Students and staff learn to how to live and learn in hybrid return


Jack Belmont

A student passes a temperature check before being allowed in the building for volleyball in April.

By Theo Gary, Assistant Editor

For student Giselle Carrion, Div. 364, the return to school has been about the adjustment to the new rules and regulations brought on by the COVID-19 pandemic.

We’re not allowed to hug or even shake hands. For me, that really sucks because I used to hug and do a special handshake with almost all of my friends. One of my friends hugged their partner in the middle of the hallway and one of the security guards made them wave at each other to show what they should do. I understand why this protocol is enforced but at the same time, can’t we at least touch elbows or something?” Carrion wrote in an email to The Champion.  

Lane’s security guards must also comply with the new rules. Unlike students, however, they had to weather the year in the building. 

“CPS security was at their schools the whole time. For those who didn’t get an exception,” Mr. Smith, Lane’s Head of security, wrote in an email to The Champion.

Security has adapted to, and now enforces, the CPS COVID policies. For security, these rules are applied no differently than to anyone else.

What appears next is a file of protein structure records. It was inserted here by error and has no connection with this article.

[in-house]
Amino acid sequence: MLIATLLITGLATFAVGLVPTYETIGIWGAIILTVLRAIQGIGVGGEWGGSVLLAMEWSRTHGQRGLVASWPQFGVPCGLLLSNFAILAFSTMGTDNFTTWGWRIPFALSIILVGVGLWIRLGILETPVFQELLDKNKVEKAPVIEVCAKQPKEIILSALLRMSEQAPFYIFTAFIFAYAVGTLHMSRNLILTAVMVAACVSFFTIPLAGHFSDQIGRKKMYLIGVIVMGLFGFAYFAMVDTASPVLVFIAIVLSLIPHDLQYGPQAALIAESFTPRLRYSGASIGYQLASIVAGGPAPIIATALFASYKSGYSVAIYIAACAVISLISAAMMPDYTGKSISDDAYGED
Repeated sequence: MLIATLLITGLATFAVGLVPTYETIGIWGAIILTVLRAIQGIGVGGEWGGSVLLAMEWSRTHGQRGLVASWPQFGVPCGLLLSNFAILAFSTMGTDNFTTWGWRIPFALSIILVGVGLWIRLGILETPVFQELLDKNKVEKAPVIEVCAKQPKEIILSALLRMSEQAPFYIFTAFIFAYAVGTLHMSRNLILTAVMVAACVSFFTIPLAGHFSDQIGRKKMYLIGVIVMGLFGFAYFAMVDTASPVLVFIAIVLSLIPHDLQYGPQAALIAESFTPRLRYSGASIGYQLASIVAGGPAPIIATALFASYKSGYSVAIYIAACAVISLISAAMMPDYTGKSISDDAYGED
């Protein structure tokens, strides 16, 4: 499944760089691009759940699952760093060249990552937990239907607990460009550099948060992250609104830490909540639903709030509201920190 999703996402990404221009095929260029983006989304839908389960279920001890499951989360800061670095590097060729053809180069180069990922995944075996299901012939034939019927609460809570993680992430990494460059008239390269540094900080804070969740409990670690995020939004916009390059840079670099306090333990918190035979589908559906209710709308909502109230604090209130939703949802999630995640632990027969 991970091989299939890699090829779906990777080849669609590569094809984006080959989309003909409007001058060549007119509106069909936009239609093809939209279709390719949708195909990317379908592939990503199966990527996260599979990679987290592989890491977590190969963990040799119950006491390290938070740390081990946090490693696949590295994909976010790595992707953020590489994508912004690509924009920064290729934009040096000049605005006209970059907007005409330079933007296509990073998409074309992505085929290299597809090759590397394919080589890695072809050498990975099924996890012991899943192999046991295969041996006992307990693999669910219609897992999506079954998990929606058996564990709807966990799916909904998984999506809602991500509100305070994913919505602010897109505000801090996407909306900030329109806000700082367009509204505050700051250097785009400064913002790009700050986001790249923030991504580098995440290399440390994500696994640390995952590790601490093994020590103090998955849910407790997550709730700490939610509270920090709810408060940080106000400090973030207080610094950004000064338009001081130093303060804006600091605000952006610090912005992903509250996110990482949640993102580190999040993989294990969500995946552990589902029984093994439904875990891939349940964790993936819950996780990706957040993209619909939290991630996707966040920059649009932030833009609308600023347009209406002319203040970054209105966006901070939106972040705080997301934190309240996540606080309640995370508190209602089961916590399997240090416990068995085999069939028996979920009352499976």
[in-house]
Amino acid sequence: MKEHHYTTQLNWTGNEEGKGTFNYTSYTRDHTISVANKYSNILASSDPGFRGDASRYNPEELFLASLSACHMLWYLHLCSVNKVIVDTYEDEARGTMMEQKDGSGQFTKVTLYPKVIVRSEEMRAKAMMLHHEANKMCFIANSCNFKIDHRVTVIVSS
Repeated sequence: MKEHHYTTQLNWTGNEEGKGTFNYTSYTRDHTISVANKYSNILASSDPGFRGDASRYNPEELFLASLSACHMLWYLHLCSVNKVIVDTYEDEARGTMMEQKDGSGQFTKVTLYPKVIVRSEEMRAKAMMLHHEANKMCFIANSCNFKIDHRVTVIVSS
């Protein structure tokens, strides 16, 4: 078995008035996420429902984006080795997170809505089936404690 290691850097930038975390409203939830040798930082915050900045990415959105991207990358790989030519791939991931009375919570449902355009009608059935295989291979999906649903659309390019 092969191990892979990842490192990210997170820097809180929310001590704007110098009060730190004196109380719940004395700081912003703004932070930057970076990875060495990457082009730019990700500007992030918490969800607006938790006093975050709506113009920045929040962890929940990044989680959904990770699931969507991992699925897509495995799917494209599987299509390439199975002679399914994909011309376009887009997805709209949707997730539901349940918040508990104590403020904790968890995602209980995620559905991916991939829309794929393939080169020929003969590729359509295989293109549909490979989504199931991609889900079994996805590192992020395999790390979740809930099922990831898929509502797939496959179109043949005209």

“Security officers have to be 6ft apart and wear a mask per CPS. For students we have to check them into a database to make sure that they did their health screener and also that their temp has been taken per CPS,” Smith wrote.

Without students the cavernous halls of Lane can be a desolate and lonely place. Now, with the return of students and staff, those halls are a little less lonely, according to Smith.


An often overlooked piece of the Lane Tech community are the custodians. They, like security, have had to deal with the changes brought on by the pandemic. Lane’s 21 custodians have had to change their routine little over the pandemic.

Typical day involves cleaning and with the pandemic, it has just become more regimented with additional high touch surface cleaning included,” wrote Mr. Luis, Building Operations Manager, in an email to The Champion. 

According to Luis, CPS contracts its custodians through Sodexo Facilities Management, the “Worldwide leader in food and facilities management.” The minor changes in protocol have seemingly not been very difficult to adapt to. 

 “It just requires more diligence on their part for cleaning effectively,” Luis wrote.     

The difference for students has been seemingly large. Getting into the building, students’ first experience to start the day, is subject to the new regulations. 

It was definitely different between the pandemic times and pre-pandemic times.” Ann Duong, Div. 364, wrote in response to a Champion survey.  “Because there were less people in school, there was less traffic, so the commute to school is much faster. I would leave my house much later than I would usually do before the pandemic due to the faster commute.”

In an email to The Champion, Duong wrote that Lane feels “strange.”

To me, I think the biggest difference between pre-pandemic and now is the number of students who are in school. There were way fewer students than before. Since I am a student doing hybrid learning, there were about three to eight students whenever I would come into my classes. Some days, I would be the only person in the class, so it felt awkward. But overall, the hallways were not as crowded and it feels strange,” Duong wrote.